Another aspect of this program will make it possible for interactive art to move across the country. Increasingly, the Project is supporting art at the event that is designed to be conveniently transportable. Todd Dworman's large-scale “Labyrinth”, which stood before the Great Temple of the Man in 2003, is a good example. It can be rolled up, compactly stored and readily installed in any space that's large enough to accommodate it. Charlie Smith's “Nausts” — large metal perambulators designed to artfully house fire — are another example. The Foundation has already provided money so that one of these pieces can be transported between regions. In addition, we are sure that many local works that might not ever make it to the desert will emerge amid the regions. These, too, could eventually become part of a circuit of artwork that passes through communities. We envision this swelling to a continuous flow as the achievements of each inspire all.
The Black Rock Arts Foundation is still in its formative stages. However, we have distributed a modest number of art grants during the last two years, and recently, at the end of 2003, we received a grant from another non-profit, the Rex Foundation. In December of 2003, the Black Rock Arts Foundation received a donation of more than $6,200, all of the profit from a Seattle Decompression event! It came complete with an enormous thank you card signed by the event's organizers. In addition, during the course of last year, articles on the art of Burning Man have appeared in a number of prestigious art publications. Using this newly acquired status, we hope to seek more widespread contributions, as well as larger individual donations, to the Foundation's programs. I will personally work to achieve this, and I hope that all of you, as leaders in your community, will join me in this effort. I believe that when local communities witness what is possible, participants will come forward to offer many different kinds of assistance.
Lastly, let me comment on the contract that is contained in Schedule B of this package. It is meant to accomplish several things. It protects all information that a Regional Contact might acquire through working with the Network from being exploited for personal or commercial use. It makes clear that as an affiliated member of the Network you are not an employee of Burning Man and assume independent responsibility for your actions. As part of our assistance to you, we are ready to advise you and others concerning ways to obtain insurance for events and activities, and we will assist those groups who are interested in becoming a Limited Liability Company, like the Burning Man Project. We'll also work in many other ways to help and guide you in your mission, but, in the spirit of radical self-reliance, we cannot assume liability for actions that we do not directly control. The language used in this particular document is necessarily couched in legal parlance, and I will admit that when I read a sentence stating, “Regional Contact agrees to indemnify Burning Man and its successors, agents, employees, insurers and representatives, of and from any all liability, claims, demands, damages, punitive damages, disputes, suits, actions, claims for relief and causes of action, arising out of or relating to Regional activities”-- it seems like a lot to swallow. Legal contracts, by their nature, are designed to account for every possible contingency that might arise in our litigious society, but if you read this text slowly and carefully, I think you'll find that it contains no hidden snares.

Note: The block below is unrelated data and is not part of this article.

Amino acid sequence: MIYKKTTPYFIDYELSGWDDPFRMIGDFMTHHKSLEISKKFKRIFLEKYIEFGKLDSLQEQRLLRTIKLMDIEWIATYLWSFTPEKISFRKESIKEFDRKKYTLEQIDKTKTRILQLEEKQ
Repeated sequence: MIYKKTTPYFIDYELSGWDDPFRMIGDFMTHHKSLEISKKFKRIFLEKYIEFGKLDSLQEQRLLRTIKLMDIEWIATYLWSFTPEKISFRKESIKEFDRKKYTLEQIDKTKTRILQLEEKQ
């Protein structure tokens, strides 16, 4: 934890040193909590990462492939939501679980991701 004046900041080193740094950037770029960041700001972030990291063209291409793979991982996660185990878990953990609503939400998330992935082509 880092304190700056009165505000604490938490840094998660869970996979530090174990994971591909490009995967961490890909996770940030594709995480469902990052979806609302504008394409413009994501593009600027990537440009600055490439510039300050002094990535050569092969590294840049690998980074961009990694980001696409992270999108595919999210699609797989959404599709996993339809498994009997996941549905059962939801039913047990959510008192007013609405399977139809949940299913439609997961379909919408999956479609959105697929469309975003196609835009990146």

What I have tried to describe to you in this letter is a vision of how our culture can sustain itself upon a larger scale. I believe the Network we propose holds very close to the Burning Man ethos. It does not dictate the content of “radical self-expression” — that can only come from you and other members of your community. It does not exploit you economically or infringe upon your freedom or the freedom of others to create and organize. But it does protect the way of life that Burning Man has come to represent. In the spirit of collaboration and communal effort that lies at the heart of Burning Man, the Network will allow us all to use our gifts to give an even greater gift to the world. Marian, Andie, Steven and myself look forward to discussing both the Burning Man Network and the Black Rock Arts Foundation with all of you at the upcoming online Regional question and answer session, and I hope to meet and greet each one of you in First Camp at Burning Man in 2004.
Continue on to the Regional Contact Statement of Principles